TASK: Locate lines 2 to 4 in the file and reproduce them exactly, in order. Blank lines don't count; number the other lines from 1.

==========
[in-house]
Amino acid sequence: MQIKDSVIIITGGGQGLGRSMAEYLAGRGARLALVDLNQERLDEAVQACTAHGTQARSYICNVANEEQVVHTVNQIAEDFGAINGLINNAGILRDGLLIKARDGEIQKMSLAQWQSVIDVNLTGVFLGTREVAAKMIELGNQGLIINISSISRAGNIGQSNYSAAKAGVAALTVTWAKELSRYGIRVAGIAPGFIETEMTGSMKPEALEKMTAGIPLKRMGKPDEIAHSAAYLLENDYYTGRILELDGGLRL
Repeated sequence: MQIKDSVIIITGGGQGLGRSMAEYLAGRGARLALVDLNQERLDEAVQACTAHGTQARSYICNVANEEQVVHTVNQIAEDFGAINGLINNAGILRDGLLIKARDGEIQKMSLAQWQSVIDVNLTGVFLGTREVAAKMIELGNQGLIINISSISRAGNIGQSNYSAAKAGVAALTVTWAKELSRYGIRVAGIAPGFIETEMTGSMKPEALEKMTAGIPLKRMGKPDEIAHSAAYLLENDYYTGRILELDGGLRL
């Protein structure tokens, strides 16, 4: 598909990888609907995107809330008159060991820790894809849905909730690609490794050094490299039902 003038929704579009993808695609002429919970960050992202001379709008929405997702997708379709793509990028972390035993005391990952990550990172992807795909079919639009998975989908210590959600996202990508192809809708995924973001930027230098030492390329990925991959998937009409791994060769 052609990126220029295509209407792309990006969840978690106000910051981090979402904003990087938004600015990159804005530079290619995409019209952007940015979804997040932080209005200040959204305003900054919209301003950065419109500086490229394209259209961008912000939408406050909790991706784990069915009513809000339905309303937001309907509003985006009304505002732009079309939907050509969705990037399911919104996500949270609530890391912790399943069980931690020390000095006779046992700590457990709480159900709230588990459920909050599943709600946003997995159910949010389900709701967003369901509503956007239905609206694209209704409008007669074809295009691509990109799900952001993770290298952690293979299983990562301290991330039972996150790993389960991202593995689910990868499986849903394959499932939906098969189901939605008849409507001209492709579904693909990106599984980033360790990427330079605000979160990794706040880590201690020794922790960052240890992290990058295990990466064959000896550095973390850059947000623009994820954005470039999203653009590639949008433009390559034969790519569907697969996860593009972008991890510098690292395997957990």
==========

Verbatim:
Amino acid sequence: MQIKDSVIIITGGGQGLGRSMAEYLAGRGARLALVDLNQERLDEAVQACTAHGTQARSYICNVANEEQVVHTVNQIAEDFGAINGLINNAGILRDGLLIKARDGEIQKMSLAQWQSVIDVNLTGVFLGTREVAAKMIELGNQGLIINISSISRAGNIGQSNYSAAKAGVAALTVTWAKELSRYGIRVAGIAPGFIETEMTGSMKPEALEKMTAGIPLKRMGKPDEIAHSAAYLLENDYYTGRILELDGGLRL
Repeated sequence: MQIKDSVIIITGGGQGLGRSMAEYLAGRGARLALVDLNQERLDEAVQACTAHGTQARSYICNVANEEQVVHTVNQIAEDFGAINGLINNAGILRDGLLIKARDGEIQKMSLAQWQSVIDVNLTGVFLGTREVAAKMIELGNQGLIINISSISRAGNIGQSNYSAAKAGVAALTVTWAKELSRYGIRVAGIAPGFIETEMTGSMKPEALEKMTAGIPLKRMGKPDEIAHSAAYLLENDYYTGRILELDGGLRL
């Protein structure tokens, strides 16, 4: 598909990888609907995107809330008159060991820790894809849905909730690609490794050094490299039902 003038929704579009993808695609002429919970960050992202001379709008929405997702997708379709793509990028972390035993005391990952990550990172992807795909079919639009998975989908210590959600996202990508192809809708995924973001930027230098030492390329990925991959998937009409791994060769 052609990126220029295509209407792309990006969840978690106000910051981090979402904003990087938004600015990159804005530079290619995409019209952007940015979804997040932080209005200040959204305003900054919209301003950065419109500086490229394209259209961008912000939408406050909790991706784990069915009513809000339905309303937001309907509003985006009304505002732009079309939907050509969705990037399911919104996500949270609530890391912790399943069980931690020390000095006779046992700590457990709480159900709230588990459920909050599943709600946003997995159910949010389900709701967003369901509503956007239905609206694209209704409008007669074809295009691509990109799900952001993770290298952690293979299983990562301290991330039972996150790993389960991202593995689910990868499986849903394959499932939906098969189901939605008849409507001209492709579904693909990106599984980033360790990427330079605000979160990794706040880590201690020794922790960052240890992290990058295990990466064959000896550095973390850059947000623009994820954005470039999203653009590639949008433009390559034969790519569907697969996860593009972008991890510098690292395997957990």